My cookbook was having (unrelated) issues, so I went digging… On Window Server 2016, that path resolves to C:\Users\vagrant\AppData\Local\Temp\kitchen\cache (on CentOS 7.3, it resolves to /tmp/kitchen/cache). Poking around in that tree, I found C:\Users\vagrant\AppData\Local\Temp\kitchen\nodes, which happened to have a JSON file in it that contains all of the node attributes from the prior chef-client converge.

A bit hidden, but very useful…

Chef Recipes all around…

March 31st, 2016

So, in working with Chef, I needed to spread some changes to every node in the shop. After quickly realizing that Ruby takes FOREVER to start upon Windows 2012 and that there is no way to batch commands to knife, I jumped over to my Linux box and crafted this quick bash script:

for i in $( knife node list ); do
/opt/chefdk/bin/knife node show $i --run-list
/opt/chefdk/bin/knife node run_list set $i 'role[roleA],recipe[recipeA],recipe[recipeB]'

This showed the before state, updated the node’s run list and showed the end state. It run fairly quick on a moderate RHEL 6.6 VM (~ 5 seconds per node).

Nifty and hopefully helpful…

git tutorial creating global excludes

March 29th, 2016

If you want to exclude a file or directory from ALL git repositories, you can use a global exclude… and this git tutorial shows you how.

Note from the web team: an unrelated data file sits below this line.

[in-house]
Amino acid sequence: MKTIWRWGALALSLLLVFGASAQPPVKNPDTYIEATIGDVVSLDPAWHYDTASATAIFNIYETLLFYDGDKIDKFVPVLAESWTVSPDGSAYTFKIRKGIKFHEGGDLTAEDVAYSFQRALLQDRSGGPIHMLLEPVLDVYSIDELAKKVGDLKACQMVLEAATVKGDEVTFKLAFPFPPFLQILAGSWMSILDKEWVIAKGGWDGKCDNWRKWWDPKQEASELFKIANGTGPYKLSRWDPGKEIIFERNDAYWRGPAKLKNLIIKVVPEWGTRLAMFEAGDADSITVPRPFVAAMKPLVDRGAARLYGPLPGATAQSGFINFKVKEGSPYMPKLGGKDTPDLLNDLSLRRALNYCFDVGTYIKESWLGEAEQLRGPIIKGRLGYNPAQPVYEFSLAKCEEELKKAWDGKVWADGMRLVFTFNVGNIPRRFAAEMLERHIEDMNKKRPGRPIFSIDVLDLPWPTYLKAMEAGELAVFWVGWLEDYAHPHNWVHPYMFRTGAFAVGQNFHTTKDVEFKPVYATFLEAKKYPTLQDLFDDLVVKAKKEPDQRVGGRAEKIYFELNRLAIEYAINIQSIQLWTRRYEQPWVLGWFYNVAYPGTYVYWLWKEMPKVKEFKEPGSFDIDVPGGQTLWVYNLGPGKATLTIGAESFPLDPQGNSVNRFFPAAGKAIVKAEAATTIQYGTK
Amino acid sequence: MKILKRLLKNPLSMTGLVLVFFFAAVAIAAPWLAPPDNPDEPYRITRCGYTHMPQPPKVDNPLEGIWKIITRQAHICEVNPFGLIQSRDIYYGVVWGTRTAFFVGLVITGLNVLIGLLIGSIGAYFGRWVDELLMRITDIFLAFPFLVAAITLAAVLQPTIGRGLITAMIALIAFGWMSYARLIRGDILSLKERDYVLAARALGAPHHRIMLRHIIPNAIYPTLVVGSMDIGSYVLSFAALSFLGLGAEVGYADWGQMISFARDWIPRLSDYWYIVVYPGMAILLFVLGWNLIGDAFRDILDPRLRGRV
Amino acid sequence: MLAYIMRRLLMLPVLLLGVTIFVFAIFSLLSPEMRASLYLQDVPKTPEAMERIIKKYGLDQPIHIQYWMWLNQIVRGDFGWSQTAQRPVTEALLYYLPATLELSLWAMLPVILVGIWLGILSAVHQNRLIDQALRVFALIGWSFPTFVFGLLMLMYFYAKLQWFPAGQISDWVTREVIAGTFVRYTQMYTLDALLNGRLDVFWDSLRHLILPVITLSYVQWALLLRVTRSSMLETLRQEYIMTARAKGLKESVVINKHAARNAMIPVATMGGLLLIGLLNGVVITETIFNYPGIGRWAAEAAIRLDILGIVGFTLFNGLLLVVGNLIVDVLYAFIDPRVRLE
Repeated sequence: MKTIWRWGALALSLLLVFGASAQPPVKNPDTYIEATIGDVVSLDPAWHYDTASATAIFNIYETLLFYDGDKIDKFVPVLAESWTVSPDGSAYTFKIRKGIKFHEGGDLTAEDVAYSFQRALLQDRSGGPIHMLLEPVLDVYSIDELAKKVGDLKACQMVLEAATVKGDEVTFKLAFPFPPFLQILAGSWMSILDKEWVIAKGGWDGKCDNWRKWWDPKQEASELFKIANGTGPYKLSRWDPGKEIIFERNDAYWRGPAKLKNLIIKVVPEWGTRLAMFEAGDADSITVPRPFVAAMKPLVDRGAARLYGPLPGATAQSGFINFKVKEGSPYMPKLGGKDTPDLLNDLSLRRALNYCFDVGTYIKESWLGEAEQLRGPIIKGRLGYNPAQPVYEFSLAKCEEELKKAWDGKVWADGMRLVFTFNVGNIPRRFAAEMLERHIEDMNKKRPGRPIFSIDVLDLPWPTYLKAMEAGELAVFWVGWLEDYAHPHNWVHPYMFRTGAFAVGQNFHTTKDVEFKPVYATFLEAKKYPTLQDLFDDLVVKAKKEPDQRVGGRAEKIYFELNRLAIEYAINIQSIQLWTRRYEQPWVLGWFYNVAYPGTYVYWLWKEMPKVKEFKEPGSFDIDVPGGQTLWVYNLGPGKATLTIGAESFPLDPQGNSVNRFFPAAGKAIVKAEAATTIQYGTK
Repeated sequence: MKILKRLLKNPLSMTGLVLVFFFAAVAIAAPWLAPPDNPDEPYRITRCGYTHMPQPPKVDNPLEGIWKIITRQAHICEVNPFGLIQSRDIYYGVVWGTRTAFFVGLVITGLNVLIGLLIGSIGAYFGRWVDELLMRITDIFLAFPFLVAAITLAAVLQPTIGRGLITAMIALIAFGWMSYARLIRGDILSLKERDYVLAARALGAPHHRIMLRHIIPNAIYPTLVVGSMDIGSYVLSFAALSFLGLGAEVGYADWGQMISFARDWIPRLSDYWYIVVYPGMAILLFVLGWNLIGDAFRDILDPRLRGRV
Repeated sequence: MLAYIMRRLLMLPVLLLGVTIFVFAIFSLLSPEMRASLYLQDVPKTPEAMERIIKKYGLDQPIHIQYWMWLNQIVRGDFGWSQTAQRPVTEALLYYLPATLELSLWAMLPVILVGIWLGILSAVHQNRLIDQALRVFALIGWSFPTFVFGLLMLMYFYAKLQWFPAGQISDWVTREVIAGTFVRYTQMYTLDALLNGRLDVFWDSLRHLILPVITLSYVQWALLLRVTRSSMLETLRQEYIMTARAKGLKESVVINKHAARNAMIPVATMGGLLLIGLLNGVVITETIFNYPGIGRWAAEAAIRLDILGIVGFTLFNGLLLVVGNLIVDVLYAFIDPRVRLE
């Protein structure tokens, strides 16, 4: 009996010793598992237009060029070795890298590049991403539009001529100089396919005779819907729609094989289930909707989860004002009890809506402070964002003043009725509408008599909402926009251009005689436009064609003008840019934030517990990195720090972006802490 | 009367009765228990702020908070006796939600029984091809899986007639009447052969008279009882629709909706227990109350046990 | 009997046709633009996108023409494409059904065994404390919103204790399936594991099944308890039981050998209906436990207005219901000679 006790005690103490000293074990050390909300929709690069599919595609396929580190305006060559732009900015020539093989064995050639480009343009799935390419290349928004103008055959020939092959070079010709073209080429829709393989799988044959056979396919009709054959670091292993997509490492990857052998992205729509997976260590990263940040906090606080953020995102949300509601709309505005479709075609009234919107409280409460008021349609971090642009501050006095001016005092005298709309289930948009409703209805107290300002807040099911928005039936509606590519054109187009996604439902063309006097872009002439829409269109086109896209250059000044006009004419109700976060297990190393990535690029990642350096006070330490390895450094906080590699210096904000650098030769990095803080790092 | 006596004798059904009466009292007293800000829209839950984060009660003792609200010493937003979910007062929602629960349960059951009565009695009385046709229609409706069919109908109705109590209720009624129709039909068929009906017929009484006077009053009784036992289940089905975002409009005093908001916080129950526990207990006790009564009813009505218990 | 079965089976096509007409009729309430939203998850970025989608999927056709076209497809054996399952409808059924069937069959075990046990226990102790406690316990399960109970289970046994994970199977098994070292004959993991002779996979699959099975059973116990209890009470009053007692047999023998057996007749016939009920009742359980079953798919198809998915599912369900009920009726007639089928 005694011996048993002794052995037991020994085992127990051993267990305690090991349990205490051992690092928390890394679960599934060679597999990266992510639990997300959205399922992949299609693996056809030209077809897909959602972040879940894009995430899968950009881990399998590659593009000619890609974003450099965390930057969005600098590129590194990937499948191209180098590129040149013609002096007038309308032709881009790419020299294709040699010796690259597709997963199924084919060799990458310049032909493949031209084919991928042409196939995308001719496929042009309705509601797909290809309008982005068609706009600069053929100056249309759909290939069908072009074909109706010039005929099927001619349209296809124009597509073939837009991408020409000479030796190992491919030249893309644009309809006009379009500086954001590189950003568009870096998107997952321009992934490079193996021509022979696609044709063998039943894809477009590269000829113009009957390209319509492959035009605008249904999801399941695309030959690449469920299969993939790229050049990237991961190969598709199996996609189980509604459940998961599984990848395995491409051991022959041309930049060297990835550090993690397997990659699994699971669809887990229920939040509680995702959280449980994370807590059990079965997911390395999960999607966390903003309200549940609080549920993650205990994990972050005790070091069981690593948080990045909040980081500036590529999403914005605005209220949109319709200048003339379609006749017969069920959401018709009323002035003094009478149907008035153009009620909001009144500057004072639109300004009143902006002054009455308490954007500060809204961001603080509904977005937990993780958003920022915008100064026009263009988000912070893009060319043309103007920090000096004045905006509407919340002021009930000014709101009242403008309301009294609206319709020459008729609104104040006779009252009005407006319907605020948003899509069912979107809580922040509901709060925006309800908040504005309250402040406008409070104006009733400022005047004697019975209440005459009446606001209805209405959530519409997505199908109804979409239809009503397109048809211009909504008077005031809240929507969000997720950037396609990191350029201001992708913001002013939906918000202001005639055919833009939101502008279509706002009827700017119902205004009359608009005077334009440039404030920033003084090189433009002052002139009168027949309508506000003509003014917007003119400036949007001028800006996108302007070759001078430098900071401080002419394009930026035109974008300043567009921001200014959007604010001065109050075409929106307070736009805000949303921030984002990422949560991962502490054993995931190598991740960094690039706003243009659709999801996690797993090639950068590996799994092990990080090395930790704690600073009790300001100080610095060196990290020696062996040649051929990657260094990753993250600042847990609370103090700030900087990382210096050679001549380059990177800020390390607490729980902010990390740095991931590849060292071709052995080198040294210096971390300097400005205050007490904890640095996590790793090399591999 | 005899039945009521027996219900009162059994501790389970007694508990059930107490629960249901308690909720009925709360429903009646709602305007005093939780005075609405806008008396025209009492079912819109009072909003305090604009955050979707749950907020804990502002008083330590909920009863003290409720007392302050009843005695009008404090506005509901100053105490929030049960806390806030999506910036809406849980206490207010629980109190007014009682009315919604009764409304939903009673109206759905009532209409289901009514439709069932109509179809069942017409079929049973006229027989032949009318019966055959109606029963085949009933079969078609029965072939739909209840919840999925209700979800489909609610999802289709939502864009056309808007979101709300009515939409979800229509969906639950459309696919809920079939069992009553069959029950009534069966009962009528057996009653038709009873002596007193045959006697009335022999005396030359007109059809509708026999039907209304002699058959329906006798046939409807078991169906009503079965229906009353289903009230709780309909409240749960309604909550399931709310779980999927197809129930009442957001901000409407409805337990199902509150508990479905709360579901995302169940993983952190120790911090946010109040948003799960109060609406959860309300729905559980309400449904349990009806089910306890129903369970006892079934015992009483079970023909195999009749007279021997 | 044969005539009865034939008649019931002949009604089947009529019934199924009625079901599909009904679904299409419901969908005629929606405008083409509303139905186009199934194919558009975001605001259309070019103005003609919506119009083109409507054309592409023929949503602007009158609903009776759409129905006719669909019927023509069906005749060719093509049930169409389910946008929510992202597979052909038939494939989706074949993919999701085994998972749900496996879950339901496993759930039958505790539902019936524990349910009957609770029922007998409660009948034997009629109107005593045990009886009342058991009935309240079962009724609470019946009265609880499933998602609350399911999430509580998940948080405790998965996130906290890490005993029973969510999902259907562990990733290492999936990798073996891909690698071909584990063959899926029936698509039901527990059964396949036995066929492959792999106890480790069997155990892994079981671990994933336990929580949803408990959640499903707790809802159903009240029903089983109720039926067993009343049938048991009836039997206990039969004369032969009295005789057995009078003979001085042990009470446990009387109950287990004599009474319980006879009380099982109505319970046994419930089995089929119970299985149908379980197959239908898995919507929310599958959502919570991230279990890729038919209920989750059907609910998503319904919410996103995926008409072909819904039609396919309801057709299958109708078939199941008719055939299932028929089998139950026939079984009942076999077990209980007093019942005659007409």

In my case, the git repositories are on a separate drive, identified as drive E: in a directory called “Repositories”. Within that directory are individual trees for each repository.

In E:\Repositories\.gitignore (just to follow convention), I placed a line “/sqlDumps” which is where I tend to store DB backups. Then I issue the command using git bash in each repository I create:
git config --global core.excludesfile ../.gitignore

This loads the E:\Repositories\.gitignore file for all repositories but doesn’t gum up the individual repositories’ .gitignore file with these Ray-specific nuances…

Just a quick how-to note. Enjoy!

Splitting a repository chunk

March 9th, 2016

On a project I’m working on, I was interested in cloning a large git repository on GitHub (Azure Quickstart ARM Templates) and splitting out a few pieces for further development while still merging changes from the original repository.

Essentially, I wanted to split out a folder of the parent repo.

Now, I’m not a git expert (yet) and this still needs some further testing, but I think I figured it out and this post serves as my way of recording this for future enhancement. If you’ve got suggestions/questions, please post them in the comments or e-mail me as I’d love to grow this.

Original repo:
Directory of interest:
Destination working repo: https://mygitlab.server/pg_chef-json-parameters-ubuntu-vm

Clone the original repo:
cd C:\my\local\repos\
git clone

Add the new repo as a remote
git remote add pg_chef-json-parameters-ubuntu-vm https://mygitlab.server/azure-infra/pg_chef-json-parameters-ubuntu-vm.git